First off, today’s passage is not an example of a case of forgetfulness, for I am being deliberately repetitive in the use of this verse. I also plan to come back to it again tomorrow. It just seems to me that Jesus had a lot to say in just a few words here when he responded to Thomas’ concern and quizzical question about knowing how to find Jesus after the Lord had left them. We live in a world wherein Jesus has physically left us; yet, just as it was for Thomas, and for Peter, and for the rest of those who had been following Him on earth, Christ does not leave us alone and without the resources that we need to live as His disciples and to follow Him through life and into eternity. Jesus’ way takes us into the uncomfortable world of true truth. He guides, directs, counsels, and forces us into facing the lies and the deceptions that we have come to believe and even to embrace as our own as the Spirit makes God’s Word vital, living, and present in our hearts and upon our minds. We have the answer to Pilot’s, “What is truth?” and to Giuliani’s, “Truth isn’t truth” statements, for truth is real, and it belongs to God.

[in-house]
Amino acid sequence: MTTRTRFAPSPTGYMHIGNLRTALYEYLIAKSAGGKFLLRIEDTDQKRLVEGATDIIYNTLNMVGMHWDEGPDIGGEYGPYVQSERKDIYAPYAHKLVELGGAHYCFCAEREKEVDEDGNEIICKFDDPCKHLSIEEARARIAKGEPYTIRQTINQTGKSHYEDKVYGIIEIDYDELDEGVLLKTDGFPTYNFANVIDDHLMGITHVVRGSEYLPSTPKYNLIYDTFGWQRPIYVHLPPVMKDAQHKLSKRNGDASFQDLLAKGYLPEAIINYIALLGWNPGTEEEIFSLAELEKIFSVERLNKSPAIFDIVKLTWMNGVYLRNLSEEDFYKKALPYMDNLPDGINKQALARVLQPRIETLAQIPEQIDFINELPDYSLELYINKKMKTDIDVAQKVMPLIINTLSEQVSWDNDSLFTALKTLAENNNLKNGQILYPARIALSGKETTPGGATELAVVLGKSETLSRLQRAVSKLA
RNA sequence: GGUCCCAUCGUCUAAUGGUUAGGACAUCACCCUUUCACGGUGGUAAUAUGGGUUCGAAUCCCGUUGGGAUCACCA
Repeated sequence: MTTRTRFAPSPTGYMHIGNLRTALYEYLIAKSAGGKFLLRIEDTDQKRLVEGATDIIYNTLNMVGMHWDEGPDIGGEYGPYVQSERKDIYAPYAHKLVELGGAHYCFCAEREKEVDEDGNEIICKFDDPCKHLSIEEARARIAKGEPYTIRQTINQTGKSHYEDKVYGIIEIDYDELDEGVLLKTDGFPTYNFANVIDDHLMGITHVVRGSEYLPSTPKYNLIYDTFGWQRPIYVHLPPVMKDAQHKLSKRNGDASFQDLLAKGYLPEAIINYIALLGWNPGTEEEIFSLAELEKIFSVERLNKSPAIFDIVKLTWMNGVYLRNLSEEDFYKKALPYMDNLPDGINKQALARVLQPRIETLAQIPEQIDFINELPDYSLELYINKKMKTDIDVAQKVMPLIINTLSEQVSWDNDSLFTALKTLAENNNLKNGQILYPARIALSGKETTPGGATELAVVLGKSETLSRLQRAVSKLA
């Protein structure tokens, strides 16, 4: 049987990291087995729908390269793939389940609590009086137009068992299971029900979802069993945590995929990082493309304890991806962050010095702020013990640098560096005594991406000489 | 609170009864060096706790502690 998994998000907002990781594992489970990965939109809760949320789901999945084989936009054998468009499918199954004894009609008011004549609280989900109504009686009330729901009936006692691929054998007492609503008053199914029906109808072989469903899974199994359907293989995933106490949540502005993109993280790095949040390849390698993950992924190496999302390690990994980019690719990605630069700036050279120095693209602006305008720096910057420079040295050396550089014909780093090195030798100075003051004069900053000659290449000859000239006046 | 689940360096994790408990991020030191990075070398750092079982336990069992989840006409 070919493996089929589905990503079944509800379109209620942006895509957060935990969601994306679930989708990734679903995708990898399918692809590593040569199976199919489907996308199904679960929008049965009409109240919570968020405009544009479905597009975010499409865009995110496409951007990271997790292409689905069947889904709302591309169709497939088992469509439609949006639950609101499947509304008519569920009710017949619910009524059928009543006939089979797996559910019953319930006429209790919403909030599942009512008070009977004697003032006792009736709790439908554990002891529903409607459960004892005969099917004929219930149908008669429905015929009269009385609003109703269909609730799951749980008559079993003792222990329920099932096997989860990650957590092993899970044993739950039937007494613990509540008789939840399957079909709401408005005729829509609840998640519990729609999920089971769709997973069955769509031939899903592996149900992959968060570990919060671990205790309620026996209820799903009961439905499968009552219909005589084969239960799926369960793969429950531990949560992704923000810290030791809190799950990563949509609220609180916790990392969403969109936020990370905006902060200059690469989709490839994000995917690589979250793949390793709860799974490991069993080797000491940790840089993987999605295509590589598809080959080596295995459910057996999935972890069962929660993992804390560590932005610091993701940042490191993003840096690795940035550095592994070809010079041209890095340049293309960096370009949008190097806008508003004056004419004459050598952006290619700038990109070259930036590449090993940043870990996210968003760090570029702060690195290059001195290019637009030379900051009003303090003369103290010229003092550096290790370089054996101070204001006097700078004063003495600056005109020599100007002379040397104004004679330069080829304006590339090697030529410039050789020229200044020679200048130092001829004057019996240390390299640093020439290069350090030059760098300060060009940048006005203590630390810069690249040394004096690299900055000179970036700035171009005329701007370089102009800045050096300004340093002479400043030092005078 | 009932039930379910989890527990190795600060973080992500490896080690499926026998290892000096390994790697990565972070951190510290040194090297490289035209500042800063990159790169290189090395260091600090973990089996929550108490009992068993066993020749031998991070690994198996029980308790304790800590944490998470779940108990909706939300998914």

This world was not created to be a place where ambivalence reigns. Its atmosphere was not filled with a grey cloud of deceit, and its inhabitants were given clear direction and absolute guidance for living well in the close company of each other and with our Lord. Yet, our ancestors desired to shape their reality as they chose to do so, and they attempted to redefine the parameters that God had set forth for life. This attempt at becoming lord over their own kingdoms by grasping after God’s authority for themselves was disastrous for them, and it remains so to this day. God did not choose to leave us in a state where we were on our own to figure out life. He remained with His creation throughout these long centuries of attempting to live out our days in peace and with prosperity. We people tend to do more harm than good in this process, but God remains faithful to caring for us and to providing the wisdom that we need, should we decide to seek and to use it.